Flames climb Williams Canyon during the Soberanes Fire near Carmel Valley, California, July 29, 2016.

With climate change-driven drought and high temperatures leaving California’s forests tinder dry and primed for out-of-control blazes, 2016 may go down as one of the state’s worst wildfire seasons.

Arizona heatwave

In June, triple-digit degrees scorched the Southwest, setting several temperature records in Arizona towns and killing four hikers in separate incidents. 

On June 19, temperature records for that calendar day were set in Yuma at 120 degrees, Phoenix at 118, Tucson at 115 and Flagstaff at 93, NOAA spokeswoman Maureen O’Leary told HuffPost. Tucson’s heat that day tied for the third hottest every recorded in the city.  

This heat was a clear sign of climate change at work, according to scientists.  

“[W]hat used to be a regular heat wave now has extra oomph, and the danger is not just heat,” but also wildfire risk, Trenberth told HuffPost. 

“If we continue with business-as-usual burning of fossil fuels,” Michael Mann, a leading climate scientist and professor of meteorology at Penn State University, told HuffPost, “by mid-century what we think of as extreme summer heat today will become a typical summer day.”

Northeast heatwaves

In late July, temperatures floated in the mid-to-high 90s across the northeast for days, plaguing the New York tri-state area, Philadelphia, Boston, Washington, D.C. and beyond.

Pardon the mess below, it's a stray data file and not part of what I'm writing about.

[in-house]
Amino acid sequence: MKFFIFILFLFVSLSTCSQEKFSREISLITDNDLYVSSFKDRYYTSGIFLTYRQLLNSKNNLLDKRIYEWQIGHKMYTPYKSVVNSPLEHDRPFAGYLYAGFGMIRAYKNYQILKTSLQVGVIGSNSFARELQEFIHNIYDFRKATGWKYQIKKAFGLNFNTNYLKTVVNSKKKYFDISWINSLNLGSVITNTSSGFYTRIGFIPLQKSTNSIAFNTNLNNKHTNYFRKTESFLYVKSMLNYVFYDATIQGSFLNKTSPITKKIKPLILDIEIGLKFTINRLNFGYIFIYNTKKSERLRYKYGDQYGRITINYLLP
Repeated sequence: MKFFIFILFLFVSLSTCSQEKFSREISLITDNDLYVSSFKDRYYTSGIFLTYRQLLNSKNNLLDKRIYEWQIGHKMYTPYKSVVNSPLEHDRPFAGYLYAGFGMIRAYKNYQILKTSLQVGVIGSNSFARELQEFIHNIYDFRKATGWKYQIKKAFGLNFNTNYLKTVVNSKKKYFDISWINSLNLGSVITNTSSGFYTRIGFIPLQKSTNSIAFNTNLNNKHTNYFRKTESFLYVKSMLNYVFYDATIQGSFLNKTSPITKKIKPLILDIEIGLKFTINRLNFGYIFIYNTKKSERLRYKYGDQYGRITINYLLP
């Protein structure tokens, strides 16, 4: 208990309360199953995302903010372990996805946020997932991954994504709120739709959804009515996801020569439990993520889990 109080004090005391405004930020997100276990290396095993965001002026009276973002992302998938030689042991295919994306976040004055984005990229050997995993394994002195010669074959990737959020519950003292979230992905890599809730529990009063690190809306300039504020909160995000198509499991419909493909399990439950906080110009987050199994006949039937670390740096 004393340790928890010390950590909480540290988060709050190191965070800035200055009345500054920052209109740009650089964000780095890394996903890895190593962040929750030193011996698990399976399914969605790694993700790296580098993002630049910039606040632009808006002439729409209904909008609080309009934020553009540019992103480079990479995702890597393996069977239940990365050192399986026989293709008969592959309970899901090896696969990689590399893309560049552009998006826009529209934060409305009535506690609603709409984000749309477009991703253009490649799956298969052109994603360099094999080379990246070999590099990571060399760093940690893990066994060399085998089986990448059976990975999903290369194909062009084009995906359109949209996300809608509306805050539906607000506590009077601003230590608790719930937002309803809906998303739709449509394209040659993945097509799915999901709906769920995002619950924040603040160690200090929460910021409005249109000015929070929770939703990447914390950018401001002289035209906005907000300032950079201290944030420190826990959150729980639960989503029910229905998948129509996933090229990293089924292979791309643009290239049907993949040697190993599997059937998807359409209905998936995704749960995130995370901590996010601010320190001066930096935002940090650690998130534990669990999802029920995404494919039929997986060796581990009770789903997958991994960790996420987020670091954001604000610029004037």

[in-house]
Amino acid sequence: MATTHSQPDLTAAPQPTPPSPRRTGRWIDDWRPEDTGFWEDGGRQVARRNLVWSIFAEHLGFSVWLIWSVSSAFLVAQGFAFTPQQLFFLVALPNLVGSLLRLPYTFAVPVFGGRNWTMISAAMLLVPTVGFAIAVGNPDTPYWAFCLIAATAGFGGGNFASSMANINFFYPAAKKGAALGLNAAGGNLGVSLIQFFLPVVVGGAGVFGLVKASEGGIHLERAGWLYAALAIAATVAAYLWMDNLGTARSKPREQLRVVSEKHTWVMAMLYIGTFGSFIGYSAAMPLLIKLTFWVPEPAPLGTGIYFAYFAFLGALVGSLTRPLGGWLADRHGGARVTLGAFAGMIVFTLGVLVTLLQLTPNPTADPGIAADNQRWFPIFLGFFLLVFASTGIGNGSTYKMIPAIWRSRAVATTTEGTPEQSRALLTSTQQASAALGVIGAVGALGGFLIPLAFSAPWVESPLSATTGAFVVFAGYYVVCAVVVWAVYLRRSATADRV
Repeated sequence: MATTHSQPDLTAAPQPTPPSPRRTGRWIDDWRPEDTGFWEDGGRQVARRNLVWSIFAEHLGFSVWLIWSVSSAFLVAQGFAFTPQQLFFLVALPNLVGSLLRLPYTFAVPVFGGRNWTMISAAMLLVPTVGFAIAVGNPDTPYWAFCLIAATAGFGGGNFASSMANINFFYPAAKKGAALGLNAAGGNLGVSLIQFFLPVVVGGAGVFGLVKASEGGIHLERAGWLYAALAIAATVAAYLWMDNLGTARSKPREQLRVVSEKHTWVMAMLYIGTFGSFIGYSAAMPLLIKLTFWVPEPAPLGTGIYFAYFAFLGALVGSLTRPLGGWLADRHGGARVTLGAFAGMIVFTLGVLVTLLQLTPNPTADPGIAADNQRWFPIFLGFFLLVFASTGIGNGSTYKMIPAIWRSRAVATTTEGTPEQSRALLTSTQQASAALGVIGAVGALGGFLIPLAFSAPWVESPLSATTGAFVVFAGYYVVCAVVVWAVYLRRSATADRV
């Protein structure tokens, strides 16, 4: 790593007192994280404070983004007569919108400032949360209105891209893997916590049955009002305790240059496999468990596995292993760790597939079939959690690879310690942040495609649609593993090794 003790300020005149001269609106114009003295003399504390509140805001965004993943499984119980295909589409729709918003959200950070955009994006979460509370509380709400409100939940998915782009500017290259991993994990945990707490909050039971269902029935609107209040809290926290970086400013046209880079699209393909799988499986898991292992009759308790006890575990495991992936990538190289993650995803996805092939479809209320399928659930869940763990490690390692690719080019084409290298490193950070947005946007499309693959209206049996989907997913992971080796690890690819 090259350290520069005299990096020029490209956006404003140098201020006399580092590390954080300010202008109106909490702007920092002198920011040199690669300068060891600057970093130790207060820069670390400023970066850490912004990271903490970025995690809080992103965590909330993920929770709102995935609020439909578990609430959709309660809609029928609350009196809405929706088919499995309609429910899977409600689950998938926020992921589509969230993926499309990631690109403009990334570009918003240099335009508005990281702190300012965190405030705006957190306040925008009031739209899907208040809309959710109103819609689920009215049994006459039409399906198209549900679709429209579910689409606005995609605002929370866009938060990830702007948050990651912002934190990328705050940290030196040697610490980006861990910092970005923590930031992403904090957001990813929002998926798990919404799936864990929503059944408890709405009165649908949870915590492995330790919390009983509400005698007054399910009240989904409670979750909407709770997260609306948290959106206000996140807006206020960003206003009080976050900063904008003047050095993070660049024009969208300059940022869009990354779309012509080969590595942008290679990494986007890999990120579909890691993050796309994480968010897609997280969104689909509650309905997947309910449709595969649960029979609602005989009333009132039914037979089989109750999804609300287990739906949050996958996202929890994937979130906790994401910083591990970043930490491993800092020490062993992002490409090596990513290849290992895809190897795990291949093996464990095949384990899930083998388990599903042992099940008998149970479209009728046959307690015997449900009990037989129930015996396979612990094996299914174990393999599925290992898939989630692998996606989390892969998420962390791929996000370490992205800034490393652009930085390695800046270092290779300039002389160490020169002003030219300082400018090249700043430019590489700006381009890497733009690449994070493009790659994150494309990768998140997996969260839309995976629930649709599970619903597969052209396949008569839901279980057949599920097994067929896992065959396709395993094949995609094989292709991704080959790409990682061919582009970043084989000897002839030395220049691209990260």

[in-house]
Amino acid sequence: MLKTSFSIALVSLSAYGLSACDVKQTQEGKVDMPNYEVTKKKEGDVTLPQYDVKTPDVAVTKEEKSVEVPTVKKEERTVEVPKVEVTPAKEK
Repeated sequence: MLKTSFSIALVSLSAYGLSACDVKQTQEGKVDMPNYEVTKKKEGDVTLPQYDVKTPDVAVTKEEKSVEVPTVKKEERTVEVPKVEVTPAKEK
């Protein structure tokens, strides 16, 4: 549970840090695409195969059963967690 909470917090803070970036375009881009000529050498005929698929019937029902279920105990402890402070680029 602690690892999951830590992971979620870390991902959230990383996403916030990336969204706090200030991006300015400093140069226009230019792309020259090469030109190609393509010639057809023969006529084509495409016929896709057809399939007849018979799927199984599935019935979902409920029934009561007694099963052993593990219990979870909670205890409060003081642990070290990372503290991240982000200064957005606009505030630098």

Another heatwave still ongoing in the region has killed four people in Philadelphia as of this week.  

A man cools down in a fountain ahead of the Democratic National Convention in Philadelphia, July 24, 2016.
John Taggart/Bloomberg via Getty Images
A man cools down in a fountain ahead of the Democratic National Convention in Philadelphia, July 24, 2016.

We should get used to summer days like that if we don’t alter our behavior, scientists warn. 

Mann pointed to Harrisburg, Pennsylvania, as an example. During the late 20th century the city averaged less than one day a year with temperatures over 100 degrees, he said in an email to HuffPost, but by the end of this century, “the models tell us we’ll see more than 30 days (yes, a solid month) a year of 100F+ days.”

Winter Storm Jonas

January’s epic Winter Storm Jonas set multiple snowfall records in the East.

Plowed piles of snow block parking spaces on the roof of a parking garage in Washington, DC, Jan. 26, 2016.
Chip Somodevilla via Getty Images
Plowed piles of snow block parking spaces on the roof of a parking garage in Washington, DC, Jan. 26, 2016.

It was the single biggest snowstorm on record in at least six locations, according to The Weather Channel’s records: Allentown, Pennsylvania, with 31.9 inches; Baltimore-Washington International Airport in Maryland with 29.2 inches; Harrisburg, Pennsylvania, with 30.2 inches; New York City’s Central Park with 27.5 inches; New York’s LaGuardia Airport with 27.9 inches; and New York’s JFK Airport with 30.5 inches.

People walk on snow as winter storm Jonas hits New York, Jan. 23, 2016.
Selcuk Acar/Anadolu Agency via Getty Images
People walk on snow as winter storm Jonas hits New York, Jan. 23, 2016.

It fell just short of setting records in Washington, DC, and Philadelphia.

The blizzard affected roughly 102.8 million people, covered about 434,000 square miles in 26 states and killed at least 50 people.

Studies have found evidence suggesting climate change is driving shifts in the jet stream, which may slow storms down and give them more time to drop snow in one place.

“A storm that might have moved across the Northeast in 24 hours may now take 48 hours,” David Easterling, chief of the Global Climate Applications Division of the National Oceanic and Atmospheric Administration’s National Climatic Data Center told HuffPost. “It has a chance to dump a lot of snow as it moves across the region.”

David Lohr contributed reporting.